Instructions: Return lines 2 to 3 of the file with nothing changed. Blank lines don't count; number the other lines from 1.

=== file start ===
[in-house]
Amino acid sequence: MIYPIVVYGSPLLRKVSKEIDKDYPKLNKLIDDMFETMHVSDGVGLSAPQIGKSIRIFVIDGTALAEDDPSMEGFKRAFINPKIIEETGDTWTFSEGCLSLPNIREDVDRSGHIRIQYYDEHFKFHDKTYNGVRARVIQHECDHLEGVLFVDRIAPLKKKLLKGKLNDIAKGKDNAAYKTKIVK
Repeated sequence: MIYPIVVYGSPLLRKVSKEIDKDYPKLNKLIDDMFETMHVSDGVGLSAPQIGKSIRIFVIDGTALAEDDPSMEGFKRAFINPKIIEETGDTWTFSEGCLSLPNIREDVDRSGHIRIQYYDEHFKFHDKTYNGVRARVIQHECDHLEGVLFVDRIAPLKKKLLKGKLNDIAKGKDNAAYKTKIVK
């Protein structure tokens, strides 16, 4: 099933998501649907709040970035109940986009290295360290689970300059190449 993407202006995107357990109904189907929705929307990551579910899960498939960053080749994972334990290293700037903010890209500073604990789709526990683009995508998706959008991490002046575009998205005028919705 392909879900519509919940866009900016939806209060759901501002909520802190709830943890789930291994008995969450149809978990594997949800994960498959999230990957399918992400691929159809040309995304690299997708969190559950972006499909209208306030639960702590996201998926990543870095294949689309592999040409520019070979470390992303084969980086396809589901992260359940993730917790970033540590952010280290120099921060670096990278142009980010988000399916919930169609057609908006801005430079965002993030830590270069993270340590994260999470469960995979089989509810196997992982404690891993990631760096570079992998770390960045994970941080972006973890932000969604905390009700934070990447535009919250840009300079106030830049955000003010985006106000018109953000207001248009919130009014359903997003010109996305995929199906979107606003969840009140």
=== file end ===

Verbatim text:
Amino acid sequence: MIYPIVVYGSPLLRKVSKEIDKDYPKLNKLIDDMFETMHVSDGVGLSAPQIGKSIRIFVIDGTALAEDDPSMEGFKRAFINPKIIEETGDTWTFSEGCLSLPNIREDVDRSGHIRIQYYDEHFKFHDKTYNGVRARVIQHECDHLEGVLFVDRIAPLKKKLLKGKLNDIAKGKDNAAYKTKIVK
Repeated sequence: MIYPIVVYGSPLLRKVSKEIDKDYPKLNKLIDDMFETMHVSDGVGLSAPQIGKSIRIFVIDGTALAEDDPSMEGFKRAFINPKIIEETGDTWTFSEGCLSLPNIREDVDRSGHIRIQYYDEHFKFHDKTYNGVRARVIQHECDHLEGVLFVDRIAPLKKKLLKGKLNDIAKGKDNAAYKTKIVK